Independent data

Tuesday, 25 August 2020 01:22 -     - {{hitsCtrl.values.hits}}

Low growth is a challenge for all governments and negative growth even worse. Therefore it is not surprising that the Census and Statistics Department has come under fire by some quarters for failing to adequately explain how first quarter growth shrank as much as 1.6% even though the COVID-19 curfew only made up about a dozen days of the first three months. 

Central Bank Governor Prof. W.D. Lakshman last week addressing media declined to comment publicly on the issue but acknowledged that the Central Bank was also surprised by the steeper than expected contraction. He suggested that the Central Bank, together with other public institutions, will attempt to work closer with the Statistics Department to better understand the results they arrive at. However, it is important that the independence of the department is preserved within this process and more resources are given to improve transparency and credibility. 

Independent data is central to policy making and Sri Lanka has lagged behind in this regard for decades. Different political parties have followed their preferred policies with little regard whether the data backs their ideas and while it is laudable for the current Government to attempt turning this around it is still important to do so in the right way.   

Everyone will agree that a government has to come up with a clear and coherent set of ideas—a vision—and use available resources and instruments as efficiently as possible to produce the results that citizens expect. The risk taking involved in articulating and defining a progressive vision for the future is what defines great leadership. Achieving that vision as effectively as possible requires effective risk management—in other words, good governance. This is the golden goal for the public and independent data helps reach that goal.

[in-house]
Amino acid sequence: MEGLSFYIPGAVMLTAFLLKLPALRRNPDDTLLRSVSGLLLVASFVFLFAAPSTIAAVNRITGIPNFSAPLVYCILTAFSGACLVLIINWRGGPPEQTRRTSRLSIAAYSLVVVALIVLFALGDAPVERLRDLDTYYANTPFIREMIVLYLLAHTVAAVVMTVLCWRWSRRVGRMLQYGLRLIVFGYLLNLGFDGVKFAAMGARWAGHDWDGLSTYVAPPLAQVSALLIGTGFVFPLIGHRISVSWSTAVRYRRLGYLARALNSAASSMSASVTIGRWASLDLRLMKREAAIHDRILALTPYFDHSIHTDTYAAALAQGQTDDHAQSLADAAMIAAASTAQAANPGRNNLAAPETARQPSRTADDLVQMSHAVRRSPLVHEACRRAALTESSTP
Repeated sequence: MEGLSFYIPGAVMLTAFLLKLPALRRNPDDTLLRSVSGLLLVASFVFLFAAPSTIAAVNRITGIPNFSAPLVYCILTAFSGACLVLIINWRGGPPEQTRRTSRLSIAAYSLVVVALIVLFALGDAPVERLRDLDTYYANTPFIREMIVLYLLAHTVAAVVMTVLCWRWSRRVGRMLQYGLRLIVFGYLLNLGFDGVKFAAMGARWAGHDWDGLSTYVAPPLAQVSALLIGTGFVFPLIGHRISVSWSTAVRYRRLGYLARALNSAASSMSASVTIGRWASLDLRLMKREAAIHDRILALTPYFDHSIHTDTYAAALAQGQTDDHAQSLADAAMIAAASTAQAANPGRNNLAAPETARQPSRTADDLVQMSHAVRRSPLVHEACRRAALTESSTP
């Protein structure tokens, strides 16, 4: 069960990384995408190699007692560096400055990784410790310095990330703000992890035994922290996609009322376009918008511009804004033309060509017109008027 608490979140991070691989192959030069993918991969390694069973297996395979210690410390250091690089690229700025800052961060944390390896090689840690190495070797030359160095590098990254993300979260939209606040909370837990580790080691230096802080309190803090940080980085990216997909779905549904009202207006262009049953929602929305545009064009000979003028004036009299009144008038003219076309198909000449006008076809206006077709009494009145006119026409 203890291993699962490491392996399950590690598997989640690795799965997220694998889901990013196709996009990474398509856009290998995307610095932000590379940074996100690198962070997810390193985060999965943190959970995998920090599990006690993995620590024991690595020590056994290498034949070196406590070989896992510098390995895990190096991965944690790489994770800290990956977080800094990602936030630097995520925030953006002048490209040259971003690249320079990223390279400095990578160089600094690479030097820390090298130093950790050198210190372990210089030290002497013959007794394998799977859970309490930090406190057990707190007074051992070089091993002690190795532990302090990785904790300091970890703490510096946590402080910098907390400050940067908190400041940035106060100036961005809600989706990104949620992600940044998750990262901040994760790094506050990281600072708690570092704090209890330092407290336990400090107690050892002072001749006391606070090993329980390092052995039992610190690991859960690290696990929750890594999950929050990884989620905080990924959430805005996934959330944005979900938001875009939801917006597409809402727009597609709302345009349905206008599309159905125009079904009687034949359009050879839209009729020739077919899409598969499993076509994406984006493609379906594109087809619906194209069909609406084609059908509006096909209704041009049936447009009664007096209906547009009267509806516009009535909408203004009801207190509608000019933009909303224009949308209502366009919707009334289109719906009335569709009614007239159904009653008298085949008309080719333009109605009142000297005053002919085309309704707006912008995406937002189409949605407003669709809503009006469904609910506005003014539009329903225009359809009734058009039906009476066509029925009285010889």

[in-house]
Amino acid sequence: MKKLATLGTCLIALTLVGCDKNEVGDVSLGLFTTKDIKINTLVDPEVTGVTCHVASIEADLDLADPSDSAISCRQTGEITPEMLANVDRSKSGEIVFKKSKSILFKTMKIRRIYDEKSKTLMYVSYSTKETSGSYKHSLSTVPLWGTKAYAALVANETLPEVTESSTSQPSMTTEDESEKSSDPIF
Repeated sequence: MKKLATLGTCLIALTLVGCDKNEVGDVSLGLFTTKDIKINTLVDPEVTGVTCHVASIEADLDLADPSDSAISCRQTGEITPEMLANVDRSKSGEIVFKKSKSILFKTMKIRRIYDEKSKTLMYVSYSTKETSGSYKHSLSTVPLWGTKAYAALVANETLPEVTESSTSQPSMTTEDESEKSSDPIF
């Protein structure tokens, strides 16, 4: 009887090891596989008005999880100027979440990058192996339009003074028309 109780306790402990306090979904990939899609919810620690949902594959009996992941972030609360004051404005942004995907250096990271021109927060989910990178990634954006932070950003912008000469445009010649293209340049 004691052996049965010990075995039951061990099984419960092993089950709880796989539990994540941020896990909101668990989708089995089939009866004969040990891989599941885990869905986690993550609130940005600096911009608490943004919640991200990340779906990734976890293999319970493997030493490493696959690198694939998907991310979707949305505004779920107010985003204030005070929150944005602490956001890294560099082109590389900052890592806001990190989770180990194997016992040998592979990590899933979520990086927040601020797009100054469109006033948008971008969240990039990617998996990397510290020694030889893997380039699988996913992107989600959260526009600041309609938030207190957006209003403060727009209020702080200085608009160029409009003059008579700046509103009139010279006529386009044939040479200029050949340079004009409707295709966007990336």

In defining a national vision, leaders employ their ideologies and are elected, or not, accordingly. However, the successful implementation of that vision cannot be ideologically driven. It requires sound public policy that is transparent, accountable, and effective.

The best way to improve government is to improve government’s ability to manage risk and produce results. This could be achieved by a shift toward data-based policymaking. While this may sound self-evident, the lack of good statistical data has been a long felt shortcoming in Sri Lanka where even at Cabinet level decisions are made based on belief systems or political ideologies or for personal gain rather than evidence and fact. 

Increased investment in a national statistical offices and other data-gathering institutions is therefore essential. This is a point that bears repeating. For governments the paucity of good data is further complicated by the weakness of institutions, particularly the civil service. This is exacerbated by the fact that the poor public perception of civil service results in them not being given enough authority to carry out policies consistently. This means that it is even more important that the civil service have access to the necessary resources to guide its decision making. 

Data-driven policymaking would also have the additional benefit of allowing for a more rational public debate on sensitive topics. There are many ways data can be used and how it could influence markets, services and industries needs to be a collective or at least a sensible decision. Ensuring that policymaking is done with data is one way to ensure political leaders are doing the job they are selected for.